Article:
WoO mourns passing of tech inspector
By Kevin KovacWorld of Outlaws Late Model Series
The World of Outlaws Late Model Series is mourning the passing of former chief technical inspector Walter Burson, who succumbed on Saturday following a year-long battle with cancer. Burson, 66, of Sherrodsville, Ohio, died on Saturday morning at the Carroll Healthcare Center in Carrollton, Ohio. He had been hospitalized since Dec. 7 when his condition began deteriorating.
A dirt Late Model official for more than two decades, Burson was a mainstay of the WoO LMS. After working for engine builder Brad Malcuit and spending a long stint (1987-2003) as the technical director for the regional STARS series, he served as the head tech man of the WoO from the national tour's reincarnation under the World Racing Group banner in 2004 through the start of the 2009 season when a diagnosis of lung cancer forced him off the road.
“Walter was a special person and an important part of the World of Outlaws and World Racing Group family,” said World Racing Group CEO Brian Carter. “Walter never failed to bring a smile to our faces and will be sorely missed as we express our deepest sympathy to (Burson's wife) Pat and the rest of Walter's family.”
Affectionately known by many in the racing community as the Big Guy, Burson flashed a distinctive personality and officiating style during his long tenure in the industry. He was gruff yet friendly, tough yet fair.
“He had that rough exterior, but if you really knew him on the inside he was a big teddy bear,” said WoO race director Bret Emrick, who also worked with Burson on the STARS series. “He would do anything for you.”
“Walter always pretended to be a hard ass, but that was only because he wanted the drivers to think he was,” said standout WoO driver Chub Frank, who won four consecutive STARS championships (2000-2003) racing under Burson's watchful eye before moving to the Outlaws trail. “You know how drivers are — they're gonna try to get away with stuff if they think they can. Walter wouldn't let that happen.
“The thing about Walter was, he treated everybody the same way. It didn't matter if you were one of the guys who traveled down the road with him, a guy who ran a few races or a local guy — if you had something wrong, he'd come over and let you know.”
Former WoO champion Steve Francis held Burson in the highest esteem. Like Frank, Francis had a long history with Burson and came to know what made the Buckeye State native tick on and off the track.
“He was an old-school tech guy,” said Francis, a three-time STARS champion (1996-1998) and one of only two drivers who have started all 237 WoO features since 2004. “If you got something past him and then he realized it, he'd come over and say, ‘Hey, you got me this time, but I know what you did and if you do it again I'm gonna hang you up.'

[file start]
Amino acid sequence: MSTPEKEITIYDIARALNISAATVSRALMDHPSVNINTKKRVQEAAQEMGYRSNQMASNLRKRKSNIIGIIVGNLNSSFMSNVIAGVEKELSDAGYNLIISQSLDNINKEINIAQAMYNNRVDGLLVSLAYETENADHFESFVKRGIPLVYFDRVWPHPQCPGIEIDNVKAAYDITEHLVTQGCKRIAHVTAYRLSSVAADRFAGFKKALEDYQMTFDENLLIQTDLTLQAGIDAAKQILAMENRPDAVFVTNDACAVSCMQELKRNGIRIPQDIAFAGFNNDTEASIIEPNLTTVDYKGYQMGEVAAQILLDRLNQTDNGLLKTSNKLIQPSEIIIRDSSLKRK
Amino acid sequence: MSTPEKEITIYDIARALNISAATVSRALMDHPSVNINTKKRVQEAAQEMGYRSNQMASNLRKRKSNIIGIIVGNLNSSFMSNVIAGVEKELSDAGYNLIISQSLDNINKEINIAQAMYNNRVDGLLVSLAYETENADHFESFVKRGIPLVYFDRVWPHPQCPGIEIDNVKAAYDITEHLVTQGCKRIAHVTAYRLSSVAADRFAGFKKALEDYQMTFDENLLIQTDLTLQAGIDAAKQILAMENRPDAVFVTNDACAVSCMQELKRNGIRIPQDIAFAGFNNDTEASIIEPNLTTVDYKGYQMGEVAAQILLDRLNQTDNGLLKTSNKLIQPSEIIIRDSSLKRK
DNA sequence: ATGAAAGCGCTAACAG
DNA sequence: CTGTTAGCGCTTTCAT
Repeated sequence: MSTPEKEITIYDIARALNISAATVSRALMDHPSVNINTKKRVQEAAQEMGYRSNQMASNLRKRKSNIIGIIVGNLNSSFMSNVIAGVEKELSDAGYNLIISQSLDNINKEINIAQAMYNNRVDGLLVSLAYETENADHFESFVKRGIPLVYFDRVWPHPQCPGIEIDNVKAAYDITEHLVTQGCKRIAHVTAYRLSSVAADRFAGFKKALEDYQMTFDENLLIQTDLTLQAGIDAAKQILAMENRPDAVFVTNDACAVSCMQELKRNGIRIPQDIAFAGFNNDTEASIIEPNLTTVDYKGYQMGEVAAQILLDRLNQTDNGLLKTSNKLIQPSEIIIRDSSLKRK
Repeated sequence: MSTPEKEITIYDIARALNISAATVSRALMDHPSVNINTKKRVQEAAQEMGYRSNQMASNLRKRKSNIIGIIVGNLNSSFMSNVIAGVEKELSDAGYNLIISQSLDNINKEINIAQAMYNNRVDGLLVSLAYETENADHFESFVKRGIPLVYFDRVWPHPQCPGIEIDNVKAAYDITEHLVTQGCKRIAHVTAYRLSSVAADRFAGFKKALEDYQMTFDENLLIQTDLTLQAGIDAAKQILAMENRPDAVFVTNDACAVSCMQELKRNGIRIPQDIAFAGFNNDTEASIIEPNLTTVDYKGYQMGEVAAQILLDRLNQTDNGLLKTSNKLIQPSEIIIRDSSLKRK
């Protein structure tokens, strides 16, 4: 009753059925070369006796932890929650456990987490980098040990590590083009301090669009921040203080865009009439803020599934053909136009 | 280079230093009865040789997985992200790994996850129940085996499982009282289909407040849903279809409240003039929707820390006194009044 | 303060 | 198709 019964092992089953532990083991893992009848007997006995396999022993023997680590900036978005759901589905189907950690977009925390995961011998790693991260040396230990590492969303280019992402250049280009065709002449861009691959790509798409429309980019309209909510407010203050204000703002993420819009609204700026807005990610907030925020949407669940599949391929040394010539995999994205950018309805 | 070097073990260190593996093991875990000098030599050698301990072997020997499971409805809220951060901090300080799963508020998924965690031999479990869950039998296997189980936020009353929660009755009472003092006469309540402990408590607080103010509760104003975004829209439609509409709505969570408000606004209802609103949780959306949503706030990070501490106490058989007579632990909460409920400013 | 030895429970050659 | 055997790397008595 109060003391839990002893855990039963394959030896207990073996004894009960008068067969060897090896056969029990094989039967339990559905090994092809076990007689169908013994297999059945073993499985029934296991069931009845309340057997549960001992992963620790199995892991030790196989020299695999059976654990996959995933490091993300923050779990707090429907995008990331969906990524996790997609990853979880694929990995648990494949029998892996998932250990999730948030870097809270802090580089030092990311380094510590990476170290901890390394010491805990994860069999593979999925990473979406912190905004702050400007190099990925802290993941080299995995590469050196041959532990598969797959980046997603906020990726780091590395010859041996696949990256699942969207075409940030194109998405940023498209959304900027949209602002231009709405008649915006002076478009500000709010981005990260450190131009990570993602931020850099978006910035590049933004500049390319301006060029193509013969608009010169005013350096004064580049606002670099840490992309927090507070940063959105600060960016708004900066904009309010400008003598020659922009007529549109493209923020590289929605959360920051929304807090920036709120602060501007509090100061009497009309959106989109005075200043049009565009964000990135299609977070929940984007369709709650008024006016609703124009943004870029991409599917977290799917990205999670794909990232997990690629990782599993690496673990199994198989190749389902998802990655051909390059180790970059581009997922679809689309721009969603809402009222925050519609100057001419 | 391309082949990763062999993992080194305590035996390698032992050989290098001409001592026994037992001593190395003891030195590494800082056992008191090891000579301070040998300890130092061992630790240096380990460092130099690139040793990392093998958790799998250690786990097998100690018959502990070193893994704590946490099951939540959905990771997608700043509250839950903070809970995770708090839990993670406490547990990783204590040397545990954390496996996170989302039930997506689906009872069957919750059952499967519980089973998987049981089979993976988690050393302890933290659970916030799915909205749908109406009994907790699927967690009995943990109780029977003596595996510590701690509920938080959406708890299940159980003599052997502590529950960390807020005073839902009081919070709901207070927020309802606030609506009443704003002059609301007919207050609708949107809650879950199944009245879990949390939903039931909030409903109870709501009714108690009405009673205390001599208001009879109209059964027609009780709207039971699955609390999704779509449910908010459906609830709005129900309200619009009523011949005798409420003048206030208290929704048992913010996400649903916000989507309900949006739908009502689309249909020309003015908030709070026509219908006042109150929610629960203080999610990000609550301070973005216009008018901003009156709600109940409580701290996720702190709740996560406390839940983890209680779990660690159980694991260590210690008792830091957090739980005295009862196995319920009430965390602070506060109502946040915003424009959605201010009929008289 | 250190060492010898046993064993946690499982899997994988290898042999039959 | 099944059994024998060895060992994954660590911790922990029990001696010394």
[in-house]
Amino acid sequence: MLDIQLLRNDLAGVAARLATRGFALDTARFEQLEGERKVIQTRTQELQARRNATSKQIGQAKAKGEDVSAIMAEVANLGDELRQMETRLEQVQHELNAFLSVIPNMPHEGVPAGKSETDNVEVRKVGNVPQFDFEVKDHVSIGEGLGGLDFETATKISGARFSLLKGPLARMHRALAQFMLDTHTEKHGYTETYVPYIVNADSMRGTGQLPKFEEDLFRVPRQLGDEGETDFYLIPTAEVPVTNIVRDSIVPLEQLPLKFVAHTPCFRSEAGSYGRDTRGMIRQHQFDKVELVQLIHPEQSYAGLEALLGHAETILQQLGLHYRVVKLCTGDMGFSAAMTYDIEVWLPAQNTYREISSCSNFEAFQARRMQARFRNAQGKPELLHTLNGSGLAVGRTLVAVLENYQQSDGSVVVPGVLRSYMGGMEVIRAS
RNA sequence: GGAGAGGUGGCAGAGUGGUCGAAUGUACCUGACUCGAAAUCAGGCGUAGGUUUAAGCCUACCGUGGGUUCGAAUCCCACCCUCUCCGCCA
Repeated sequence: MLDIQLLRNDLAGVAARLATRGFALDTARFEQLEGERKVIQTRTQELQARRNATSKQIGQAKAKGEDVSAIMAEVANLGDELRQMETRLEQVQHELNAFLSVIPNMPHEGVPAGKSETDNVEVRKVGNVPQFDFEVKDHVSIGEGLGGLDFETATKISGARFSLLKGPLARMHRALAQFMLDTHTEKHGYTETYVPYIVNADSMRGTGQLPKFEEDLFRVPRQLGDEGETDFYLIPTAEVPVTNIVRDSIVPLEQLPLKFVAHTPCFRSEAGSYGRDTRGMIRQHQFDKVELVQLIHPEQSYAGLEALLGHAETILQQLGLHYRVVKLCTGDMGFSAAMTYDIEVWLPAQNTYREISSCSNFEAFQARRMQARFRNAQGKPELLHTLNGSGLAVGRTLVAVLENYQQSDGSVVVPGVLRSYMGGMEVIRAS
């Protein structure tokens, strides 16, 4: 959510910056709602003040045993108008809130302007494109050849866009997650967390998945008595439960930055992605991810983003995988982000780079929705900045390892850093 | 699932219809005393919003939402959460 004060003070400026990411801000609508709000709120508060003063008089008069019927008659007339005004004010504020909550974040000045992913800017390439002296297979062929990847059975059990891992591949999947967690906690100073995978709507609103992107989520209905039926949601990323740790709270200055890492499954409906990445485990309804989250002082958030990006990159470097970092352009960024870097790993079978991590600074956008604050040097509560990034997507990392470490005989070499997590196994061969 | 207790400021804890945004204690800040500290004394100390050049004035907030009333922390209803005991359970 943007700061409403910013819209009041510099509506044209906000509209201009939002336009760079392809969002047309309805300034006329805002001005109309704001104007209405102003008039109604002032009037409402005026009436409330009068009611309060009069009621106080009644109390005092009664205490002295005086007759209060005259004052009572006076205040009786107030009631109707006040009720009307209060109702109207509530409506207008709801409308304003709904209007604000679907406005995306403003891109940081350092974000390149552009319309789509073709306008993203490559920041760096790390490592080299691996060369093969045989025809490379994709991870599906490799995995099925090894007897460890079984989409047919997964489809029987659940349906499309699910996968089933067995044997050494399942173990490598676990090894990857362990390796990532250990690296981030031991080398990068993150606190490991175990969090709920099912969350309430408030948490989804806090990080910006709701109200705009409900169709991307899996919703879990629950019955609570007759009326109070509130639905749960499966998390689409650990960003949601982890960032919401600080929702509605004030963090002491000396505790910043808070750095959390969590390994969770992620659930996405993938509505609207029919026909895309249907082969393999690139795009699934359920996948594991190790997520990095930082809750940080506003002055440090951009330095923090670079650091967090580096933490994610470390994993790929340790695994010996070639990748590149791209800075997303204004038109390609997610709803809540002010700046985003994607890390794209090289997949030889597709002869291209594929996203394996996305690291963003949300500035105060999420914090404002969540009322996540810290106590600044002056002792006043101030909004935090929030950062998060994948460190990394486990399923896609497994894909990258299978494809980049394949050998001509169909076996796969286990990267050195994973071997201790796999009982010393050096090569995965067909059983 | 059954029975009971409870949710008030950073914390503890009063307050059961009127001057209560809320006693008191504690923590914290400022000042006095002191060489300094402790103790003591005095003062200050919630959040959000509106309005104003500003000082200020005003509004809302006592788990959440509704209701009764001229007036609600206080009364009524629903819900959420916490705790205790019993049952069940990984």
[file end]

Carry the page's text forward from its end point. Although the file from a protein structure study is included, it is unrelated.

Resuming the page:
“He understood the sport really, really well, and that's why I had the most respect for Walter of anybody who's ever been in the tech line — not to mention he was an all-around good guy. I know there were times when I cursed him and he cursed me, but after the race it was forgotten and he'd talk and have a beer with you. He knew how to keep friends and his job separate.”
As a chassis builder and stalwart WoO LMS team owner, Mark Richards had as many conversations with Burson as anyone over the past six seasons. He saw in Burson a person who simply cherished his line of work.
“Walter loved racing,” said Richards, who has fielded a car in every WoO event run since 2004 and won the 2009 championship with his 21-year-old son Josh behind the wheel. “He just loved to go racing and be around racing people. He sacrificed a lot to drive up and down the highway and spend so much time away from his family, but he did it because he was with his other family, his racing family.”
In recognition of his devotion to the sport, earlier this year, on June 27 during the Firecracker 100 at Lernerville Speedway in Sarver, Pa., Burson was presented the WoO Lifetime Achievement Award. The pre-race ceremony honoring Burson marked his last appearance at a WoO event.
Burson is survived by his wife Pat, with whom he celebrated his 38th wedding anniversary on Christmas Eve; two sons, Michael Burson of Canal Fulton, Ohio, and Joshua Burson of Brewster, Ohio; one daughter, Michelle (Gary) Burtt of Dellroy, Ohio; and two grandchildren. At Burson's request, he was cremated and a private family service will be held in his memory.
In hopes of defraying some of the excess medical costs Burson incurred during his nearly year-long treatment, Arizona Sport Shirts and GottaRace.com are sponsoring an on-line auction of racing apparel and other assorted items with all proceeds going directly to Burson's family. A website address will soon be released so those in the Dirt Late Model community can log on to participate in the auction, which already includes such pledged items as four new Genesis Shocks; a race car wrap from Indiana Decal Co.; 144 custom T-shirts from Arizona Sport Shirts; various autographed dirt Late Model doors; and four old STARS uniforms courtesy of Bret Emrick.
Arizona Sport Shirts' Gerald Newton said anyone who would like to donate items for auction can contact him at (800) 922-9918 or by e-mail at firstname.lastname@example.org.
Friends and supporters can also make a donation to Burson's medical fund and send condolences to Burson's family by mail to Pat Burson, 5263 Roswell Rd. Southwest, Sherrodsville, Ohio, 44675.